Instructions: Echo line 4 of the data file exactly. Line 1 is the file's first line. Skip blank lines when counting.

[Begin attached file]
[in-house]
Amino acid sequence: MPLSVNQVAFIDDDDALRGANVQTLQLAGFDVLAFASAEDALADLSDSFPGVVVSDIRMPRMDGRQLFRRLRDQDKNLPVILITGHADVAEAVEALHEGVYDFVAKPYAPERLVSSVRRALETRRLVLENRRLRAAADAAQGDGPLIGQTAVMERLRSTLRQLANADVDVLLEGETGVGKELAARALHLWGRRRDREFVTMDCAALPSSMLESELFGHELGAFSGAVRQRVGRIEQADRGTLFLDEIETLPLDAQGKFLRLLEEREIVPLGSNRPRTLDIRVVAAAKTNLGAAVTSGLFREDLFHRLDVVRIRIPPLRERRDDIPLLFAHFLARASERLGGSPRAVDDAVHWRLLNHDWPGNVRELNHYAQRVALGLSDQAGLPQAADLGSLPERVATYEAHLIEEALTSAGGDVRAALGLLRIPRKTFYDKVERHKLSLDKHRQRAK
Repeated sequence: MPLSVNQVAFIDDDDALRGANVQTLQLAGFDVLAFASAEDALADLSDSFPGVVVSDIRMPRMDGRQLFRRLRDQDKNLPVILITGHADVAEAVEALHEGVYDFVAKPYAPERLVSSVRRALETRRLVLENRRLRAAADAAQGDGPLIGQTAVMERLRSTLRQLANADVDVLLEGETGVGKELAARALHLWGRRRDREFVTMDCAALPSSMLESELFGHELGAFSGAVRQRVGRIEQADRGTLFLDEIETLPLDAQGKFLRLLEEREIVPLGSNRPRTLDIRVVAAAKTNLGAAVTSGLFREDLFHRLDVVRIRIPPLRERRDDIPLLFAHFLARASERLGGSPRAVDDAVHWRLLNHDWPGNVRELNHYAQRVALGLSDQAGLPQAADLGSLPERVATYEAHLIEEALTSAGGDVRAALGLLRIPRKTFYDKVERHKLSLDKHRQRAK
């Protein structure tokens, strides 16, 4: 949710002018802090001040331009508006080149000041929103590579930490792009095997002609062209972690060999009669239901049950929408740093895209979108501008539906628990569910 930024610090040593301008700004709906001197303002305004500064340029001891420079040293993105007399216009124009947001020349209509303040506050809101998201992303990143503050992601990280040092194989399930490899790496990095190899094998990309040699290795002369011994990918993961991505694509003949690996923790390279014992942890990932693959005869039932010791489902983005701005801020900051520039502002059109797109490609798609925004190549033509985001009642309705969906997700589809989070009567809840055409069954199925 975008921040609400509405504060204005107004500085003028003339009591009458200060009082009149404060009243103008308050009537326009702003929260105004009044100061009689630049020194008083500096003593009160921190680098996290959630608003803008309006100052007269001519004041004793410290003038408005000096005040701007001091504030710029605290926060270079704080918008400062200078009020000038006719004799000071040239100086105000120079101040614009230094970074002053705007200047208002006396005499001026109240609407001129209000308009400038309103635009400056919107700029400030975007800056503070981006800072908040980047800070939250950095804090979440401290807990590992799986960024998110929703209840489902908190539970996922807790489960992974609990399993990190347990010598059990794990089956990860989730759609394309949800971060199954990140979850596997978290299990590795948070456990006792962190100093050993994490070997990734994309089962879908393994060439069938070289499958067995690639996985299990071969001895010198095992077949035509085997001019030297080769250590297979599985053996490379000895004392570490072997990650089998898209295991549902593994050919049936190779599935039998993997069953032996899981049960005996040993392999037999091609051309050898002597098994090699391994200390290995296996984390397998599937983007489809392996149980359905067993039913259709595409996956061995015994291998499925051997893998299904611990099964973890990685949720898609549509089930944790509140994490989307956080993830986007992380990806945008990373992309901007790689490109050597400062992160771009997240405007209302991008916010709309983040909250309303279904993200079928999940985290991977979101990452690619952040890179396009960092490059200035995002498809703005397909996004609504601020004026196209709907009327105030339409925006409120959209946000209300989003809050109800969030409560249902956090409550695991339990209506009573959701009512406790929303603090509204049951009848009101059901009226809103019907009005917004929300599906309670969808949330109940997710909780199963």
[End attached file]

């Protein structure tokens, strides 16, 4: 949710002018802090001040331009508006080149000041929103590579930490792009095997002609062209972690060999009669239901049950929408740093895209979108501008539906628990569910 930024610090040593301008700004709906001197303002305004500064340029001891420079040293993105007399216009124009947001020349209509303040506050809101998201992303990143503050992601990280040092194989399930490899790496990095190899094998990309040699290795002369011994990918993961991505694509003949690996923790390279014992942890990932693959005869039932010791489902983005701005801020900051520039502002059109797109490609798609925004190549033509985001009642309705969906997700589809989070009567809840055409069954199925 975008921040609400509405504060204005107004500085003028003339009591009458200060009082009149404060009243103008308050009537326009702003929260105004009044100061009689630049020194008083500096003593009160921190680098996290959630608003803008309006100052007269001519004041004793410290003038408005000096005040701007001091504030710029605290926060270079704080918008400062200078009020000038006719004799000071040239100086105000120079101040614009230094970074002053705007200047208002006396005499001026109240609407001129209000308009400038309103635009400056919107700029400030975007800056503070981006800072908040980047800070939250950095804090979440401290807990590992799986960024998110929703209840489902908190539970996922807790489960992974609990399993990190347990010598059990794990089956990860989730759609394309949800971060199954990140979850596997978290299990590795948070456990006792962190100093050993994490070997990734994309089962879908393994060439069938070289499958067995690639996985299990071969001895010198095992077949035509085997001019030297080769250590297979599985053996490379000895004392570490072997990650089998898209295991549902593994050919049936190779599935039998993997069953032996899981049960005996040993392999037999091609051309050898002597098994090699391994200390290995296996984390397998599937983007489809392996149980359905067993039913259709595409996956061995015994291998499925051997893998299904611990099964973890990685949720898609549509089930944790509140994490989307956080993830986007992380990806945008990373992309901007790689490109050597400062992160771009997240405007209302991008916010709309983040909250309303279904993200079928999940985290991977979101990452690619952040890179396009960092490059200035995002498809703005397909996004609504601020004026196209709907009327105030339409925006409120959209946000209300989003809050109800969030409560249902956090409550695991339990209506009573959701009512406790929303603090509204049951009848009101059901009226809103019907009005917004929300599906309670969808949330109940997710909780199963």